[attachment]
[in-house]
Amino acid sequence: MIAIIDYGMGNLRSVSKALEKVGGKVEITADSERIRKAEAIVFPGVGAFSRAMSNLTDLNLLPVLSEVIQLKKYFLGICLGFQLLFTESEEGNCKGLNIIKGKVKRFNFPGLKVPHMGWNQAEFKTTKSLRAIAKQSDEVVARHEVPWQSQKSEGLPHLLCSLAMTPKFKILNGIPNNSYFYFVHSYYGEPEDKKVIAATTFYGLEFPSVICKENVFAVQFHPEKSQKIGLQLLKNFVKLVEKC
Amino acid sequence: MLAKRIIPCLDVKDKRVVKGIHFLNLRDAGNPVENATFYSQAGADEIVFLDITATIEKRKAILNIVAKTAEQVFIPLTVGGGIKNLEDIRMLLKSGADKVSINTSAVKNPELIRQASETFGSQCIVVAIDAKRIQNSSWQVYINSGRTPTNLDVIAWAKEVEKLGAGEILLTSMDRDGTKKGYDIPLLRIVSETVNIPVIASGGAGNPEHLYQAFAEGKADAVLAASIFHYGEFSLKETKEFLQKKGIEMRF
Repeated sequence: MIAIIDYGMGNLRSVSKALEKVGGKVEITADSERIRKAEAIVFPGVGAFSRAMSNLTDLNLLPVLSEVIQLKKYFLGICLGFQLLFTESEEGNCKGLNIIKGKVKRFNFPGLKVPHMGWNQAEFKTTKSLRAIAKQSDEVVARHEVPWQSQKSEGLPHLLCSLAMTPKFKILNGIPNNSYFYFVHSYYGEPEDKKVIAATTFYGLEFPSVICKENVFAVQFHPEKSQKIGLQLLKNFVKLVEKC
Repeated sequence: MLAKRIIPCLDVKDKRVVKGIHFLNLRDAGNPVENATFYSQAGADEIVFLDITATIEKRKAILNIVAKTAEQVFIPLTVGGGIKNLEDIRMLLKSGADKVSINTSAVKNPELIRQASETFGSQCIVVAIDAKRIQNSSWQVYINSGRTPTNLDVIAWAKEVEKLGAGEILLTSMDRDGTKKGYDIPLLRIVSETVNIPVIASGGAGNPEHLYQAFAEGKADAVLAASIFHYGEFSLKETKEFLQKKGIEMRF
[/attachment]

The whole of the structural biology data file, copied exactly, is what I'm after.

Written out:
[in-house]
Amino acid sequence: MIAIIDYGMGNLRSVSKALEKVGGKVEITADSERIRKAEAIVFPGVGAFSRAMSNLTDLNLLPVLSEVIQLKKYFLGICLGFQLLFTESEEGNCKGLNIIKGKVKRFNFPGLKVPHMGWNQAEFKTTKSLRAIAKQSDEVVARHEVPWQSQKSEGLPHLLCSLAMTPKFKILNGIPNNSYFYFVHSYYGEPEDKKVIAATTFYGLEFPSVICKENVFAVQFHPEKSQKIGLQLLKNFVKLVEKC
Amino acid sequence: MLAKRIIPCLDVKDKRVVKGIHFLNLRDAGNPVENATFYSQAGADEIVFLDITATIEKRKAILNIVAKTAEQVFIPLTVGGGIKNLEDIRMLLKSGADKVSINTSAVKNPELIRQASETFGSQCIVVAIDAKRIQNSSWQVYINSGRTPTNLDVIAWAKEVEKLGAGEILLTSMDRDGTKKGYDIPLLRIVSETVNIPVIASGGAGNPEHLYQAFAEGKADAVLAASIFHYGEFSLKETKEFLQKKGIEMRF
Repeated sequence: MIAIIDYGMGNLRSVSKALEKVGGKVEITADSERIRKAEAIVFPGVGAFSRAMSNLTDLNLLPVLSEVIQLKKYFLGICLGFQLLFTESEEGNCKGLNIIKGKVKRFNFPGLKVPHMGWNQAEFKTTKSLRAIAKQSDEVVARHEVPWQSQKSEGLPHLLCSLAMTPKFKILNGIPNNSYFYFVHSYYGEPEDKKVIAATTFYGLEFPSVICKENVFAVQFHPEKSQKIGLQLLKNFVKLVEKC
Repeated sequence: MLAKRIIPCLDVKDKRVVKGIHFLNLRDAGNPVENATFYSQAGADEIVFLDITATIEKRKAILNIVAKTAEQVFIPLTVGGGIKNLEDIRMLLKSGADKVSINTSAVKNPELIRQASETFGSQCIVVAIDAKRIQNSSWQVYINSGRTPTNLDVIAWAKEVEKLGAGEILLTSMDRDGTKKGYDIPLLRIVSETVNIPVIASGGAGNPEHLYQAFAEGKADAVLAASIFHYGEFSLKETKEFLQKKGIEMRF